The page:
Emphasising the company’s quality standards, Utagi said that the products go through clinical tests by renowned agencies to check for absorbency and durability. These also comply with the US Consumer Product Safety Improvement Act (CPSIA) as India has no similar standards in place. The products are further tested by certified labs like Intertek for harmful chemicals (like phthalates and lead), inflammability and sharp edges as specified by the US CPSIA for child safety.
“We also test our products for metal parts by passing them twice through metal detectors, a practice prevalent only in the US/UK markets. Finally, our team of moms test each product on their babies to check for functional parameters like absorbency and softness before we release any product,” she added.
The Roadblocks: Lack Of Awareness, IP Infringement
Giving a timely makeover to a traditional product required a lot of R&D. But more than that, it required convincing customers that cloth diapers would work just as efficiently as synthetic ones.
“When we started out, people were not aware of the product’s potential as there were no strong players in the cloth diapering category back then. So, the onus was on us to inform and educate our customers, a practice we follow even today,” she said.
The brand has adopted a community-first approach and educates new moms, dads and grandparents about cloth diapering with the help of video demos across all channels. These include experts such as paediatricians, gynaecologists, psychiatrists, helping them cope with babycare and other parents sharing their experiences and issues.
These demos also help the startup build trust and product awareness. Cementing the trust factor further, the company offers a 30-day free trial period for items worth INR 900. During this time, the startup guides the buyer about using cloth diapers. If the customer is still unsatisfied, the item is taken back and upcycled into small things like keychains and coin pouches. It claims to have always been less than 1% returns under this policy.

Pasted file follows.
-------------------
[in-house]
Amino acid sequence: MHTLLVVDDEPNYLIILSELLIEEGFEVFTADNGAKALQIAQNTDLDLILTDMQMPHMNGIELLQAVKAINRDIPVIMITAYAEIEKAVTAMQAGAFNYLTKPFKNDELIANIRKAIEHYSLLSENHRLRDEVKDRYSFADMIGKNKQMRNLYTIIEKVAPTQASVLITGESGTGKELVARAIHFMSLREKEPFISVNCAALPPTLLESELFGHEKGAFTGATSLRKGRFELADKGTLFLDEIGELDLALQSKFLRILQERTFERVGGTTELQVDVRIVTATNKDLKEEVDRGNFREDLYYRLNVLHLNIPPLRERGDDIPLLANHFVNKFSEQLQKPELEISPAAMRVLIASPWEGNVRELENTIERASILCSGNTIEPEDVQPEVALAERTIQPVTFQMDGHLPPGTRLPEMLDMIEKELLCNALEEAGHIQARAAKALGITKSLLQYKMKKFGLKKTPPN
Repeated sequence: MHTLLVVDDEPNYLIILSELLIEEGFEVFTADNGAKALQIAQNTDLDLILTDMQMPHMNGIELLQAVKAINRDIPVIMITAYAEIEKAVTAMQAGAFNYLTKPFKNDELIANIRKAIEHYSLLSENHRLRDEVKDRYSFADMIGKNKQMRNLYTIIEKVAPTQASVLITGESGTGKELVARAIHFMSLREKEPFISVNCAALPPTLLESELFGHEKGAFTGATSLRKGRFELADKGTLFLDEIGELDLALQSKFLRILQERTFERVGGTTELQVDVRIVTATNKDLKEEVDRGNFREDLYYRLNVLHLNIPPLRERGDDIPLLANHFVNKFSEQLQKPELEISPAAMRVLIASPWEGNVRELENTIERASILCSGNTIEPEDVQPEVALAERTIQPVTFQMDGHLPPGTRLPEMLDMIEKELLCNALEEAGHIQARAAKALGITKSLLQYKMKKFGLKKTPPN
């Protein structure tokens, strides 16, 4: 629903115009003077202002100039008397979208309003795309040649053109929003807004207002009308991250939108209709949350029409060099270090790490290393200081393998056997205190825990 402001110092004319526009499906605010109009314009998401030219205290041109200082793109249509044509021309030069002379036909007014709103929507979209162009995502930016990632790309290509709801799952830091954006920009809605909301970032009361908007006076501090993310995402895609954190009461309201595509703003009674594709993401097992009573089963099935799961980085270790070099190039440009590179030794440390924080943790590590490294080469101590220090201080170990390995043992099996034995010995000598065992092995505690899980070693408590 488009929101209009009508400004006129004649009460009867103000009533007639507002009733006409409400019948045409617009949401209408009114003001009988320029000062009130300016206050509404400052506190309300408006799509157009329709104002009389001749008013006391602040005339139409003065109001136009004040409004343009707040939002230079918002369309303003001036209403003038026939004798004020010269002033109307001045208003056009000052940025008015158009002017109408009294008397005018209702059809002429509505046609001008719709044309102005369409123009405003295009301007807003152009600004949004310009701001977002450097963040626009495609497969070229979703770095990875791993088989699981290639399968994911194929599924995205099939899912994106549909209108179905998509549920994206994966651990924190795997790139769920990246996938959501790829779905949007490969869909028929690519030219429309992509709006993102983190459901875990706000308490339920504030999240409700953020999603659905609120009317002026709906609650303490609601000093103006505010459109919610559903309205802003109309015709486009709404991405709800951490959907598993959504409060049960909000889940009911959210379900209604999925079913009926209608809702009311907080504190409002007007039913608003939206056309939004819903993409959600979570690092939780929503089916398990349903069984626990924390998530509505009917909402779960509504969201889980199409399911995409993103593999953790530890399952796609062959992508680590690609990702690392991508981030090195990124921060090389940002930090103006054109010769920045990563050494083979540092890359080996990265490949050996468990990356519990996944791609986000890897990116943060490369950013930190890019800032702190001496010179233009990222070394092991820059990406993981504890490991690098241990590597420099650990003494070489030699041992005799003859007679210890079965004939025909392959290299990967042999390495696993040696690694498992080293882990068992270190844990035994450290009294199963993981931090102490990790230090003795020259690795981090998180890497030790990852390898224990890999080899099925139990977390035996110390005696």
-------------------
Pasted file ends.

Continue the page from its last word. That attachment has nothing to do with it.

The other challenge involves product infringement from smaller brands. “We have seen many small-time businesses lifting our designs and launching them at lower prices,” Utagi said. “The only way out has been our core value of continuous innovation. We keep improving our products and offer new features with every version. This helps us stay ahead of the competition.”
Next Milestones For SuperBottoms
To expand the customer lifecycle and increase the average ticket size, the company plans to grow its comfort apparel/loungewear and accessory categories in the next financial year. It is also focussing on ATL and influencer marketing for better branding and greater customer reach. Neha Dhupia and Kishwer Merchant are currently the brand’s ambassadors, and it has recently started its print media campaign.
With a strong foothold in Western India and the Southern market, it is now eyeing the North Indian market to grow the business further. Currently, it works with two logistics partners for broader and quicker reach across the country. Additionally, to ensure efficient order processing and inventory management, it is leveraging an integrated one order management system (OMS) and warehouse management system (WMS).
What bodes well for Superbottoms (and its ilk) is the projected growth of the Indian baby diapers market in the coming years. From the value of $1.37 Bn in 2021, the market is estimated to grow at a CAGR of 8.18% between 2022 – 2027 to reach more $2.22 Bn by 2027.
However, the domestic market is still not mature enough for companies or customers to bet big on sustainability. As of now, sustainability is an added benefit perceived by customers but certainly not a key driver for a product purchase, according to Utagi.
An analyst who follows this space agrees that the focus is primarily on affordability. But the likes of SuperBottoms may hold an edge in this segment as they deal in reusable cloth diapers, which will automatically bring the cost down. and restore the functional value of a traditional product.
In the long run, brands must focus on safety, affordability and sustainability, bonding technology and environment to become acceptable to discerning consumers.